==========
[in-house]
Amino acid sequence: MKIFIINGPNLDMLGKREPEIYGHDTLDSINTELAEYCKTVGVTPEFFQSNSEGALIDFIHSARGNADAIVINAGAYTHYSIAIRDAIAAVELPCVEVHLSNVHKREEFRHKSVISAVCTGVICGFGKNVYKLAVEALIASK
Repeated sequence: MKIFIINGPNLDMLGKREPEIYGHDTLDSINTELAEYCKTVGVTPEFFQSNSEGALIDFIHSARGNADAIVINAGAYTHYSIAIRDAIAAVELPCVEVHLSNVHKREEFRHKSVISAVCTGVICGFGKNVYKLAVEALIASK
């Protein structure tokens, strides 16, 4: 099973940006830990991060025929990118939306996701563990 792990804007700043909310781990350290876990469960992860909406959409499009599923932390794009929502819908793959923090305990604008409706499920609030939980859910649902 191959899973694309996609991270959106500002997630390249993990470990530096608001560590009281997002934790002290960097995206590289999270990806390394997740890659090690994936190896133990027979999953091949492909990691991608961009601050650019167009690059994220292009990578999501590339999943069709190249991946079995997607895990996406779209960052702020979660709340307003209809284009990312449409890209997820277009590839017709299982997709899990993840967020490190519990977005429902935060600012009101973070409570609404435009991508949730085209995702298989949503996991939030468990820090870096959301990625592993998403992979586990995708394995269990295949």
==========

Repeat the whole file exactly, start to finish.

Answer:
[in-house]
Amino acid sequence: MKIFIINGPNLDMLGKREPEIYGHDTLDSINTELAEYCKTVGVTPEFFQSNSEGALIDFIHSARGNADAIVINAGAYTHYSIAIRDAIAAVELPCVEVHLSNVHKREEFRHKSVISAVCTGVICGFGKNVYKLAVEALIASK
Repeated sequence: MKIFIINGPNLDMLGKREPEIYGHDTLDSINTELAEYCKTVGVTPEFFQSNSEGALIDFIHSARGNADAIVINAGAYTHYSIAIRDAIAAVELPCVEVHLSNVHKREEFRHKSVISAVCTGVICGFGKNVYKLAVEALIASK
């Protein structure tokens, strides 16, 4: 099973940006830990991060025929990118939306996701563990 792990804007700043909310781990350290876990469960992860909406959409499009599923932390794009929502819908793959923090305990604008409706499920609030939980859910649902 191959899973694309996609991270959106500002997630390249993990470990530096608001560590009281997002934790002290960097995206590289999270990806390394997740890659090690994936190896133990027979999953091949492909990691991608961009601050650019167009690059994220292009990578999501590339999943069709190249991946079995997607895990996406779209960052702020979660709340307003209809284009990312449409890209997820277009590839017709299982997709899990993840967020490190519990977005429902935060600012009101973070409570609404435009991508949730085209995702298989949503996991939030468990820090870096959301990625592993998403992979586990995708394995269990295949």